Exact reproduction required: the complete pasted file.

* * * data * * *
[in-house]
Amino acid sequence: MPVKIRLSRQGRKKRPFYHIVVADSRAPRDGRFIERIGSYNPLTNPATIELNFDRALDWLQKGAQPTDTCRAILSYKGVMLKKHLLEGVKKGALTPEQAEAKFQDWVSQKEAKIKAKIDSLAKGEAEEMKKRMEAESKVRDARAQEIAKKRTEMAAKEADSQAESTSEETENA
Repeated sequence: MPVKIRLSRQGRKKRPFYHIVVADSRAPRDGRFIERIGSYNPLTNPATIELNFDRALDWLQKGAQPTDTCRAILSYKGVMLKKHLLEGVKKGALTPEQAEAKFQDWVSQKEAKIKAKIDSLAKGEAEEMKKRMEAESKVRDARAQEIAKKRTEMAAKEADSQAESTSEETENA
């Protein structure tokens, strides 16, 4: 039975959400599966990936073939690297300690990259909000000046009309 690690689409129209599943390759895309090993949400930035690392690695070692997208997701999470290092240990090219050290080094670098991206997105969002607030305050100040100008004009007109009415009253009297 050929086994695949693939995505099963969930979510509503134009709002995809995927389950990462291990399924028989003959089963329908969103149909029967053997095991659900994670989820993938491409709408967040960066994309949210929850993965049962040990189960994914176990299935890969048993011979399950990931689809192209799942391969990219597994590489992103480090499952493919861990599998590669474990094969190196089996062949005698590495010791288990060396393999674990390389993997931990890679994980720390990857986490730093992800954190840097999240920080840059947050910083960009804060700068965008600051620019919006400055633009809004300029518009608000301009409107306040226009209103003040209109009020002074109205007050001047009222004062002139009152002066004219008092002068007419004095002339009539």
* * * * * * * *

[in-house]
Amino acid sequence: MPVKIRLSRQGRKKRPFYHIVVADSRAPRDGRFIERIGSYNPLTNPATIELNFDRALDWLQKGAQPTDTCRAILSYKGVMLKKHLLEGVKKGALTPEQAEAKFQDWVSQKEAKIKAKIDSLAKGEAEEMKKRMEAESKVRDARAQEIAKKRTEMAAKEADSQAESTSEETENA
Repeated sequence: MPVKIRLSRQGRKKRPFYHIVVADSRAPRDGRFIERIGSYNPLTNPATIELNFDRALDWLQKGAQPTDTCRAILSYKGVMLKKHLLEGVKKGALTPEQAEAKFQDWVSQKEAKIKAKIDSLAKGEAEEMKKRMEAESKVRDARAQEIAKKRTEMAAKEADSQAESTSEETENA
């Protein structure tokens, strides 16, 4: 039975959400599966990936073939690297300690990259909000000046009309 690690689409129209599943390759895309090993949400930035690392690695070692997208997701999470290092240990090219050290080094670098991206997105969002607030305050100040100008004009007109009415009253009297 050929086994695949693939995505099963969930979510509503134009709002995809995927389950990462291990399924028989003959089963329908969103149909029967053997095991659900994670989820993938491409709408967040960066994309949210929850993965049962040990189960994914176990299935890969048993011979399950990931689809192209799942391969990219597994590489992103480090499952493919861990599998590669474990094969190196089996062949005698590495010791288990060396393999674990390389993997931990890679994980720390990857986490730093992800954190840097999240920080840059947050910083960009804060700068965008600051620019919006400055633009809004300029518009608000301009409107306040226009209103003040209109009020002074109205007050001047009222004062002139009152002066004219008092002068007419004095002339009539």